Review: Run

An extraordinary one-man stream of consciousness told from the perspective of Yonni, a 17-year-old Jewish boy describing his summer of chaos, romance, and adventure with the one he is falling in love with, Adam. 

Review: Run

Lauriston Hall’s venue is airy, with good lighting, and the audience is close to where the action is. With no dimming of the lights or hushing of the crowd, Jonathan Smeed steps in through a door, walks on stage and begins to speak. There are no props, no scene transitions, just him moving around the stage and telling a story. And it is exceptional.

Firstly, the acting is stunning. For his Fringe debut, Smeed immediately establishes himself as a force to be reckoned with. Looking back on the performance, it is astonishing to think that he was entirely alone on stage. So many moments in the story feel vivid and detailed, despite the absence of any set pieces. All Smeed had to work with was his own body, but he took this limitation and turned it into a boon. He built a world with his expressive physicality, the best example I have seen of that method of acting. He perfectly captures complex emotions as he tells the story, giving the narrative an impossibly effective sense of immediacy. 

Speaking of the narrative, Stephen Laughton has done something special with his writing. First produced back in 2016, the playwright has delivered a script that could be read on paper and still have a powerful impact, although I am extremely glad it is a performative piece. There is precision in even the most digressive of details. Nothing feels superfluous. Even when the narrative takes seemingly random directions, it still feels like a coherent whole. The last adventure before Adam’s parents come home is so charming and filled with reflective melancholy even as the whale (don’t ask) swims away from the shore.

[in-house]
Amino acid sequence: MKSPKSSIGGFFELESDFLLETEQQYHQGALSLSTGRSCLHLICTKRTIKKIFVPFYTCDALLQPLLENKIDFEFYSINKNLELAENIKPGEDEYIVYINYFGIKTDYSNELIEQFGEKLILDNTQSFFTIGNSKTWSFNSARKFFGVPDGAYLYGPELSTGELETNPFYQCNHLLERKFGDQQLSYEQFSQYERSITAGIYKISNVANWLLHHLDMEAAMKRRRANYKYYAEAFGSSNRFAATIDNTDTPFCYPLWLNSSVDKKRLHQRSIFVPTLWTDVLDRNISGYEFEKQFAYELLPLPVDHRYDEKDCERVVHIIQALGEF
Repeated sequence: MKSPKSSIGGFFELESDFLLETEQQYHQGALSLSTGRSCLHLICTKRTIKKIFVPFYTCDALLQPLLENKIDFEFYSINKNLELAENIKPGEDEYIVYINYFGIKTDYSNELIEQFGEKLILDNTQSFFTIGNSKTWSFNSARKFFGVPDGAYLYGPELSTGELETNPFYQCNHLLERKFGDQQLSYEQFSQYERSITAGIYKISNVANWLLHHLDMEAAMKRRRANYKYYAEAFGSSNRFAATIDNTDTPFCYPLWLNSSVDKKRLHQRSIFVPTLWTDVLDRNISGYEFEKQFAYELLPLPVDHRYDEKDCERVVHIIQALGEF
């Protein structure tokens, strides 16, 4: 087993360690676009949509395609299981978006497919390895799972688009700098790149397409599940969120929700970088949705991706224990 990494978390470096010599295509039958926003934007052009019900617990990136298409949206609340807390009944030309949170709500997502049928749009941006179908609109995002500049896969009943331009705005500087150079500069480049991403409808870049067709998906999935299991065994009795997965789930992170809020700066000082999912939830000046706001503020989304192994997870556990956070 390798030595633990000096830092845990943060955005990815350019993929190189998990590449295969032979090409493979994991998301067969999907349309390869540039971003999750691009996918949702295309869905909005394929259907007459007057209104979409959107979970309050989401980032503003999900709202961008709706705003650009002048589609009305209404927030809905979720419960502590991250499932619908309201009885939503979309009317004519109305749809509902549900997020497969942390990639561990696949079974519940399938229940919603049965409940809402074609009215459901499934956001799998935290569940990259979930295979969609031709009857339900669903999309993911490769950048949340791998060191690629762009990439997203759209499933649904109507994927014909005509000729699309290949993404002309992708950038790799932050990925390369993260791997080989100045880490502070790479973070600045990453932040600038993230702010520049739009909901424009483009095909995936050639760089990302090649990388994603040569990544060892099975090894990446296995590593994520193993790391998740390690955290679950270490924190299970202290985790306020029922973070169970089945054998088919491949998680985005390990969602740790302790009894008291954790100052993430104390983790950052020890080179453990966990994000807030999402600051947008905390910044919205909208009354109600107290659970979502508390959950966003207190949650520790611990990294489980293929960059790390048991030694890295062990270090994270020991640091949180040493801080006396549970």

Nicknames, inside-jokes, and seemingly innocent questions are called back to time and time again, holding different and more intense meanings after each revival. It is a magnificent depiction of love, one that makes you feel every little excitement, frustration and pang of longing. It ends similar to how it begins, with Smeed exiting without fuss through the same doors he entered in, this time with uproarious applause following him out.  

This is a piece of creative craftsmanship, the likes of which I have not seen on stage before. If you ever have the chance to see this show, take it. I can only hope it returns at a later festival because I already want to experience it again.

Tickets to the final performances can be found here. 

Header Image Credit: In Bloom Theatre

Author

Hamish Gray

Hamish Gray Kickstart

Hamish Gray is a recent English Literature and Creative Writing graduate with a deep passion for anything that grabs him, be it literature, film, video games or world culture. He is always looking to learn something new and tackles each experience with the unshakeable belief that good art can come from anywhere.

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